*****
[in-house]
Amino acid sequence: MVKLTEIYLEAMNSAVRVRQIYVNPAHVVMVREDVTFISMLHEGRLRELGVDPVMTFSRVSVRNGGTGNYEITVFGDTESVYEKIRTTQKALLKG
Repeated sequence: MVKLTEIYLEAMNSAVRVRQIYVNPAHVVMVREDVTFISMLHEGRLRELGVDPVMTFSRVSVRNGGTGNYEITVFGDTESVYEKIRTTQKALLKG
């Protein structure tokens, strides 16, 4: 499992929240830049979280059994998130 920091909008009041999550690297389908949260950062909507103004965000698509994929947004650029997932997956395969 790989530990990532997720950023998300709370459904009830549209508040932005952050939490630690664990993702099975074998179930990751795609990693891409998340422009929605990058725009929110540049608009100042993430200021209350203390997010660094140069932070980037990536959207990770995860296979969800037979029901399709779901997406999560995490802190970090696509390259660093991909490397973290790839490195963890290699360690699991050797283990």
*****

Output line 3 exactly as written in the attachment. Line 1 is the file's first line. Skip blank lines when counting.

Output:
Repeated sequence: MVKLTEIYLEAMNSAVRVRQIYVNPAHVVMVREDVTFISMLHEGRLRELGVDPVMTFSRVSVRNGGTGNYEITVFGDTESVYEKIRTTQKALLKG